A number of prominent Republicans currently in Congress, such as Senate Majority Leader Mitch McConnell (R-KY) and House Minority Leader Kevin McCarthy (R-CA), who both spoke at the 2016 RNC too, will also appear.

Dr. Mark Shanahan, associate professor and head of the department for politics and international relations at the University of Reading, said he thinks the list of speakers highlights a divide in the Republican party.

"The line-up—essentially the first family plus trusted conservatives—reflects the division that exists between the party and the president today," he told Newsweek.

"Trump demands a personal loyalty which does not reflect well with either Republican dynasties such as the Bush family, or with recent senior figures of standing in the GOP such as Ted Cruz or Mitt Romney. Many of the figures slated to speak have little national resonance—or, such as the McCloskeys, reflect the division in the nation the president seems keen to focus on."

Biden, on the other hand, painted a united picture of the Democratic party with the DNC, Shanahan said.

Trump meanwhile "arrives at the RNC unchallenged, but also seemingly pretty friendless," he added.

This situation, along with adviser Kellyanne Conway's departure from the White House, wounds Trump, though if he performs well at the convention he could still make it a success, Shanahan said.

"If he can make himself the story across the media, he can still make this Convention a success. If he can rouse his base, he remains competitive. If he can pull out a rabbit and swing some undecideds, he could still prevail in November," he said.

"The election won't be won this week, but it could be lost. If the RNC is as lacklustre as it looks from the outside, he's definitely in trouble."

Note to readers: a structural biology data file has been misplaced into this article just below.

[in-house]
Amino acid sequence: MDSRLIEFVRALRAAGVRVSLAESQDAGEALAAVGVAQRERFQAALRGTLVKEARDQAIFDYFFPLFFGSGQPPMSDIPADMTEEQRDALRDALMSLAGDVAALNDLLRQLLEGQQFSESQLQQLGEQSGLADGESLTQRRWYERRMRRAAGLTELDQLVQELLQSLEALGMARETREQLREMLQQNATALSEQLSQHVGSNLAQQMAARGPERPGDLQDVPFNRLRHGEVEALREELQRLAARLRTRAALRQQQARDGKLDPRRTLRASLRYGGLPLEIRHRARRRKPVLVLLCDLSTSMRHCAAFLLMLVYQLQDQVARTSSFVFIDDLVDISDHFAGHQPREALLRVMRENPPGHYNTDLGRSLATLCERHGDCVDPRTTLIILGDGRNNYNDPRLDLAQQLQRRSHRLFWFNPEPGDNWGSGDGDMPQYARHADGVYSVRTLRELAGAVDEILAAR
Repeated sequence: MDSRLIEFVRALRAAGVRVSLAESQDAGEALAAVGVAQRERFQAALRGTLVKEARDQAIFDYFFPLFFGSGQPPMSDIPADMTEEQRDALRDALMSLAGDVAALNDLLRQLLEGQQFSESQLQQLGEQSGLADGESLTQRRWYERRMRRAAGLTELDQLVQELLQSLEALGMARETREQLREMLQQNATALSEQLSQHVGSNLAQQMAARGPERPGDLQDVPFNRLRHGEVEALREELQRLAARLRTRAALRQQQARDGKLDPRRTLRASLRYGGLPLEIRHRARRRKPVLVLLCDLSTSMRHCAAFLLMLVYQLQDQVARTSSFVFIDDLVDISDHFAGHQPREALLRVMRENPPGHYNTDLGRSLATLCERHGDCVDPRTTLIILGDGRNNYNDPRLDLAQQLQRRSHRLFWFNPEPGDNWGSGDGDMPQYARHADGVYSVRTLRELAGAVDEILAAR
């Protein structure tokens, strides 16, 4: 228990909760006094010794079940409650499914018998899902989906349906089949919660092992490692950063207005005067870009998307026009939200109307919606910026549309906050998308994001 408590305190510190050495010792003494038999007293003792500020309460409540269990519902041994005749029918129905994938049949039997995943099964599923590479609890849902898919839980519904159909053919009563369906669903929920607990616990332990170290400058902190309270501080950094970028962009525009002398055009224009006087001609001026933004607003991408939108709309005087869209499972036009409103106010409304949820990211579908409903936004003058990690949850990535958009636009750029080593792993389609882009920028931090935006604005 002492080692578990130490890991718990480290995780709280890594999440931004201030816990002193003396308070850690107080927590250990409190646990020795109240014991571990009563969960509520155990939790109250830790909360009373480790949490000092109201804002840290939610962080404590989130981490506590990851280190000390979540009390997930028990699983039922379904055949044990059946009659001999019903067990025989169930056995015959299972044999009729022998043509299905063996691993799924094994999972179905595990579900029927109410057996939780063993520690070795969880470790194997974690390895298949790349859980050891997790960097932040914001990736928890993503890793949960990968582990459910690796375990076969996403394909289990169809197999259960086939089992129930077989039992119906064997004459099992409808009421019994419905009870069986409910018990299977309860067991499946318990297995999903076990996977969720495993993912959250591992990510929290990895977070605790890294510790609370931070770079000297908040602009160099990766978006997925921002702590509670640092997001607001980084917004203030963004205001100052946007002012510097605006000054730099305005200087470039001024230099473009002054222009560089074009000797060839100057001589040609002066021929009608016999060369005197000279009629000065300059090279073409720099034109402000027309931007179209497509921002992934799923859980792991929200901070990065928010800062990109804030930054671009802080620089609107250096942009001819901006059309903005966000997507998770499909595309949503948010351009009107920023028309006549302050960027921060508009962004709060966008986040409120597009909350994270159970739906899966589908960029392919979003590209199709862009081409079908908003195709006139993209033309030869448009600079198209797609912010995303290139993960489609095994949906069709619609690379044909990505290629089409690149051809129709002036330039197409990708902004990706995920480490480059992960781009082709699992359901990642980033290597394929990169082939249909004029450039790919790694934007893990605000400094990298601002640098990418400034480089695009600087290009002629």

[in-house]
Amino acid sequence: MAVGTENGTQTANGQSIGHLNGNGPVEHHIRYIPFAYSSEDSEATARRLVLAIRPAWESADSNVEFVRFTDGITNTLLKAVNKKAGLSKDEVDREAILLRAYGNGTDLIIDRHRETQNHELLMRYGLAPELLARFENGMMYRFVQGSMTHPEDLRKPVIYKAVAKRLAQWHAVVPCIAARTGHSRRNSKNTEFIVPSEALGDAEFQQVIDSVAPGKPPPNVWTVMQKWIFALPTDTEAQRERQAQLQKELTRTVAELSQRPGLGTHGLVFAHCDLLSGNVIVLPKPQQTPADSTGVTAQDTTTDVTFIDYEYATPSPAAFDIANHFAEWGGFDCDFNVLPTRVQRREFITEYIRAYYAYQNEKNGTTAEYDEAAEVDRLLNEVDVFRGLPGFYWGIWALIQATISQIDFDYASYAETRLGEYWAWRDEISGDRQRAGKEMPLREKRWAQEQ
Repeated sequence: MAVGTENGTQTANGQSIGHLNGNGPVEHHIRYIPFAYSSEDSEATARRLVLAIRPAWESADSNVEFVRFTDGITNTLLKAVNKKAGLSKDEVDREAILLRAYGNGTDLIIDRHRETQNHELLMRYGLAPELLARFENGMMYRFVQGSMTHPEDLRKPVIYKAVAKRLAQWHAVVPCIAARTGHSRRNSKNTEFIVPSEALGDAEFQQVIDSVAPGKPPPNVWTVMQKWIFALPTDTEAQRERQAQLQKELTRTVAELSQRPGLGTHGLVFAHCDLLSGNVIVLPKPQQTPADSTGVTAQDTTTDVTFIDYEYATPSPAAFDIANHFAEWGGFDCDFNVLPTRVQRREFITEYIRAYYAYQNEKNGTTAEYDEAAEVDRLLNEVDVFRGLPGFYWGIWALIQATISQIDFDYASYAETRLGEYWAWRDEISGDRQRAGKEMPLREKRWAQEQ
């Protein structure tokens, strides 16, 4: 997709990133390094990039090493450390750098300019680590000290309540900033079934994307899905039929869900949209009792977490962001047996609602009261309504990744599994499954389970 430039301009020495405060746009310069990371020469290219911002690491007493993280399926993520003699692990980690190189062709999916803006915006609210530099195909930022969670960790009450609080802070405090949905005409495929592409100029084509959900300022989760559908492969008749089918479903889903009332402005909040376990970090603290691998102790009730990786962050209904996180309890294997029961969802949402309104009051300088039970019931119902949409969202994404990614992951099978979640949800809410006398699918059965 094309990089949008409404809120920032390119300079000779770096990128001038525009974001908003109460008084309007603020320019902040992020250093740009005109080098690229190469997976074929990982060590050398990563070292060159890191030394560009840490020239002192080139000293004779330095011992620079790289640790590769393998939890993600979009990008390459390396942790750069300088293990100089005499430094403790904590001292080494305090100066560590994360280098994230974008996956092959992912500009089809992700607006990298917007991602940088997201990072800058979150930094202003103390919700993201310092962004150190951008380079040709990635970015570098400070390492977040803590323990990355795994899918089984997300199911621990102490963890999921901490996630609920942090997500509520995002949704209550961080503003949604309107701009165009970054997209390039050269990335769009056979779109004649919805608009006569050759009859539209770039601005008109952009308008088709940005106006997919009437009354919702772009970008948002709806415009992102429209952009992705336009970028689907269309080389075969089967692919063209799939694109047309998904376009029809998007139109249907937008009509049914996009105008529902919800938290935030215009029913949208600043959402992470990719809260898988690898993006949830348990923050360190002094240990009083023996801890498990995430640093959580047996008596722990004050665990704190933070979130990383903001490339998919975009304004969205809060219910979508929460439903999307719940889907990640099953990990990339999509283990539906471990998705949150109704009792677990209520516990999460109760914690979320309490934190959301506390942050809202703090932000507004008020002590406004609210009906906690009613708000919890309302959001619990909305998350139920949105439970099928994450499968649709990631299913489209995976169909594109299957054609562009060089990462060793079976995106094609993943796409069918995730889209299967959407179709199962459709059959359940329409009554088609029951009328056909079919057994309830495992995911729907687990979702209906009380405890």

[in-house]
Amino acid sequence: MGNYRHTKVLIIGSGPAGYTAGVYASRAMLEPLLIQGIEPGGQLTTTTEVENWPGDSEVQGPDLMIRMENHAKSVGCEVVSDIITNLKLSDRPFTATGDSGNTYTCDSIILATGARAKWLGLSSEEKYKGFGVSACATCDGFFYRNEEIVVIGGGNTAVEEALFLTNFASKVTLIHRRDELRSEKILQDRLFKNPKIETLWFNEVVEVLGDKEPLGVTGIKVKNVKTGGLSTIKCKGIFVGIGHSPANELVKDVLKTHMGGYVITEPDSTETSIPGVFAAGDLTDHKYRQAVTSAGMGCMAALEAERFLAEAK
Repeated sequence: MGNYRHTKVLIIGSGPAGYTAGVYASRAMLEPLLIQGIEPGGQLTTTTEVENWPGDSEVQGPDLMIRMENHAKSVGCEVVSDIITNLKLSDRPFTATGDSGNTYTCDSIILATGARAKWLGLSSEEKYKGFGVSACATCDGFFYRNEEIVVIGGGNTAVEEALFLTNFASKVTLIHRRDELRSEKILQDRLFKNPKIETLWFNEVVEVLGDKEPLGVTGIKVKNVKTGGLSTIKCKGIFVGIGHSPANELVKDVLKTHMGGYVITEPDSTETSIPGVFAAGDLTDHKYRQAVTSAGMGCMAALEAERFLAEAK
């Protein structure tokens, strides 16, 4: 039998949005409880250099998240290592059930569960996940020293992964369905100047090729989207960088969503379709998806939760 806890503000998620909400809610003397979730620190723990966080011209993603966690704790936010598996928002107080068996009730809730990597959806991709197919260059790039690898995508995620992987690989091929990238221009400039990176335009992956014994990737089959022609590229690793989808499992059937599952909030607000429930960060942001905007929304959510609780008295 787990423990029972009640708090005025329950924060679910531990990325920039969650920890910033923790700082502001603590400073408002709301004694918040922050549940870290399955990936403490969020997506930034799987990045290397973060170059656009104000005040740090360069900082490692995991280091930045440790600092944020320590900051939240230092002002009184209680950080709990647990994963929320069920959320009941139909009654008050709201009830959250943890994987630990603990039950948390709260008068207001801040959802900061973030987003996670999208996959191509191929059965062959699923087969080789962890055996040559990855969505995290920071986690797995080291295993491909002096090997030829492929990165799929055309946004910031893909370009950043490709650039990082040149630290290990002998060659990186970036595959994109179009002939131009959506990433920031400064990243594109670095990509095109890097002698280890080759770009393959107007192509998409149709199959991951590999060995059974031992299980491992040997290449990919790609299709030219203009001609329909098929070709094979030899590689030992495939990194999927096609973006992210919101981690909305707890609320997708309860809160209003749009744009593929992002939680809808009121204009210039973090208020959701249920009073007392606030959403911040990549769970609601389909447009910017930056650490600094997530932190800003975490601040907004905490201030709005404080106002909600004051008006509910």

Ken Farnaso, deputy national press secretary, told Newsweek the RNC would show a "stark contrast" to the DNC, while stating viewers will see "everyday Americans."

He said: "The RNC will showcase an uplifting and patriotic message that stands in stark contrast to doom and gloom portrayed at the Democrat convention. Viewers can expect to see everyday Americans—not just Hollywood elites and career politicians—sharing their stories about how President Trump's America First agenda is opening up opportunities and how Biden's socialist manifesto would roll back those changes."

Newsweek has contacted the Biden campaign and DNC organizers for comment.

While the RNC lineup could be interpreted to show the split against Trump, the president also faced a direct rebuke on Monday with more than two dozen former Republican members of Congress openly endorsing Biden.

This pushback has been swiftly rebuked by the Trump campaign, though, with those involved branded members of the so-called swamp—which the president has long spoken of rallying against.

"Joe Biden has been a failure in the Washington Swamp for a half century, so no one should be surprised when Swamp creatures gather to protect one of their own," Tim Murtaugh, the Trump campaign's director of communications, told Newsweek in an email.

While pushes against the president from within the Republican party's own ranks have grown, voters who usually align with the GOP but might have been considering voting for Biden have somewhat shifted over to Trump in recent times, according to polling.